However, box-office analysts caution that the days of foreign markets feasting on hamburger and mistaking it for steak may one day come to an end.
“International audiences are more forgiving, but the bar is set higher now in terms of the need to do just more than just putting special effects on screen,” said Bruce Nash, founder of the box office statistics site The Numbers. “A studio can no longer guarantee success simply by spending $150 million on a movie.”
Credit for the sizzling box office does not rest simply with bigger budgets, analysts and studio executives say. They contend it goes to a slate of films like “The Amazing Spider-Man” or “Skyfall” that have an aspirational quality that makes them easily accessible in some far-flung parts of the globe.
“Whether you’re growing up in Moscow, Seoul or Kansas City, you could imagine yourself being Spider-Man, and I think many guys fantasize about being James Bond,” said Rory Bruer, worldwide president of distribution at Sony Pictures. “These stories may be set in New York or England, but they don’t belong to us, they belong to the world.”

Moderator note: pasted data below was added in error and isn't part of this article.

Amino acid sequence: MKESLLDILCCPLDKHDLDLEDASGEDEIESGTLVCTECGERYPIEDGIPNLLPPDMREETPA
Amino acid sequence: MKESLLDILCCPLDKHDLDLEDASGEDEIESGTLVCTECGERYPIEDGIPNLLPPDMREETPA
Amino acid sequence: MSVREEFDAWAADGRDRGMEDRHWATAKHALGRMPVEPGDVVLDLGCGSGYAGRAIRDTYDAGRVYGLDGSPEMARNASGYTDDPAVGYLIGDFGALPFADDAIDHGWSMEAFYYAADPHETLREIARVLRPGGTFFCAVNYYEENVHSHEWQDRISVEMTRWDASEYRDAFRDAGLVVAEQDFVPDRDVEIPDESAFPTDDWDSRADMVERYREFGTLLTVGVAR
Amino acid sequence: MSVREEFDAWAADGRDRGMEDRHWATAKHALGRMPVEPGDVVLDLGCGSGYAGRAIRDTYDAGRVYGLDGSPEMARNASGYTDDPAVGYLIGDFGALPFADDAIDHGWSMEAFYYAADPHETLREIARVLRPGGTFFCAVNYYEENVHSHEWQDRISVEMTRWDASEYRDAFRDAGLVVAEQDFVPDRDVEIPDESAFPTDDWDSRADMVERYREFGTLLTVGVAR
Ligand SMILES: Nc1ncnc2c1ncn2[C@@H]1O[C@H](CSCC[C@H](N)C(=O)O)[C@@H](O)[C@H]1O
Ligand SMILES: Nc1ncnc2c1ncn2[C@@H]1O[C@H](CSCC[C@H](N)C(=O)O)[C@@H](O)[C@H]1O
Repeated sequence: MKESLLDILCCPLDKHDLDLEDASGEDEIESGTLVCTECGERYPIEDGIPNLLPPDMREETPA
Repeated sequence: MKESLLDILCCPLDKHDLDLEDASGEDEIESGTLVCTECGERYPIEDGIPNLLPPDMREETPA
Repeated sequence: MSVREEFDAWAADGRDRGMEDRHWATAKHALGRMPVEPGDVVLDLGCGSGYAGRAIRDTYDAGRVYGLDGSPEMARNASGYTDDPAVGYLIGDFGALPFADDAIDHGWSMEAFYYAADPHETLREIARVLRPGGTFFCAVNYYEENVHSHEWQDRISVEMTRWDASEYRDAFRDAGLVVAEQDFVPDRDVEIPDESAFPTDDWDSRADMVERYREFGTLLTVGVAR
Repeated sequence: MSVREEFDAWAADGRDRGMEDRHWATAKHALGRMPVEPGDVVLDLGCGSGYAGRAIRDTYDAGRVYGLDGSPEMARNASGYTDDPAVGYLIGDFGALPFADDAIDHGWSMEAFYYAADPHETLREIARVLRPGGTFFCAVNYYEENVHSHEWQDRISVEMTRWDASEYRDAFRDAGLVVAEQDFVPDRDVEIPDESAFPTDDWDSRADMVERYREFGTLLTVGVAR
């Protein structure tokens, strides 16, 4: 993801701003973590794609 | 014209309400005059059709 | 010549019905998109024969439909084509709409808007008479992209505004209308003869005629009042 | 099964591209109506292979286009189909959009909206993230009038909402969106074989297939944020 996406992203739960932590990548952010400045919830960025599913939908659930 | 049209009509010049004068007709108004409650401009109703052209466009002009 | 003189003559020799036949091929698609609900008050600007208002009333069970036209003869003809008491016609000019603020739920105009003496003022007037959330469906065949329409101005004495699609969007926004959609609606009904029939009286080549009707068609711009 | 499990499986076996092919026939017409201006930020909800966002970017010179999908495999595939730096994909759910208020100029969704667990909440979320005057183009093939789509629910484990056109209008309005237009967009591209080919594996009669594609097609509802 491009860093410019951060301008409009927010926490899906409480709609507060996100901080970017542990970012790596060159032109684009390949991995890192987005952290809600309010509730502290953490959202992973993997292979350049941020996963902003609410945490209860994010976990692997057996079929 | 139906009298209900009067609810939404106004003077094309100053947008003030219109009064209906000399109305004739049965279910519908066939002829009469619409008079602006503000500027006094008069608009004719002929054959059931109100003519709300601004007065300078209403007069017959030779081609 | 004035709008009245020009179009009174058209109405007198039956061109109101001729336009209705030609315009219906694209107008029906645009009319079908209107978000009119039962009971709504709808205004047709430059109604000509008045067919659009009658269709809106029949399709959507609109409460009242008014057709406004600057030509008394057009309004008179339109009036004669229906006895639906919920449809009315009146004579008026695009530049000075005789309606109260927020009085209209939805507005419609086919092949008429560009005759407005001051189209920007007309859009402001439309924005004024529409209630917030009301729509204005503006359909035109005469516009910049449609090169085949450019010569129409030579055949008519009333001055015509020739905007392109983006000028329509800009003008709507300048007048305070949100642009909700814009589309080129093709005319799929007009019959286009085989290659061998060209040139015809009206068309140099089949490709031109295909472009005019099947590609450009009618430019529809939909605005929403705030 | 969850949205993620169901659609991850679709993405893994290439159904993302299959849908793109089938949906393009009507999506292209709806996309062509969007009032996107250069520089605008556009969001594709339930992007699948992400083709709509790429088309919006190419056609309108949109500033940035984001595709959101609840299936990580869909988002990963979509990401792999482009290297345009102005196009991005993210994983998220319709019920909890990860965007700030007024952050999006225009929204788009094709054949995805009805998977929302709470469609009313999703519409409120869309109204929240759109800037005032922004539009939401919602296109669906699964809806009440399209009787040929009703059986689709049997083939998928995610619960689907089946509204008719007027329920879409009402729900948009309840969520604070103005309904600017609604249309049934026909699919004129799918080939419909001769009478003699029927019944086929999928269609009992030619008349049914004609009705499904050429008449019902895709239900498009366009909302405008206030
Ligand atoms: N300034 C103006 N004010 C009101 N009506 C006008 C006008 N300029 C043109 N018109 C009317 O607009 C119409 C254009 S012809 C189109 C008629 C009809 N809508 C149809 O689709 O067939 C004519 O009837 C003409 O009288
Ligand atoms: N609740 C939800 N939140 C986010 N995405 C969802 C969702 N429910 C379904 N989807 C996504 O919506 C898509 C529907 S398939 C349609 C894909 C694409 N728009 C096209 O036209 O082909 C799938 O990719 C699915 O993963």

Not that all superhero films are created equal. Take “Iron Man” and “Iron Man 2” — some box-office watchers think that the character’s narcissism and arrogance rankled Asian audiences, resulting in the films being the rare blockbusters that actually performed better domestically than abroad.
However, partner Iron Man with Captain America and Thor in “The Avengers” and the message of team-work resonates much more strongly with the same audiences that may have rejected the character in his solo ventures. The result was that $888.4 million of the film's box office take came from foreign territories.
“The narrative arc transcends borders,” said Kristen Simmons, senior vice president of the worldwide motion picture group at the research firm Ipsos MediaCT. “You have these flawed characters coming together for the common good and that is culturally appealing across the world.”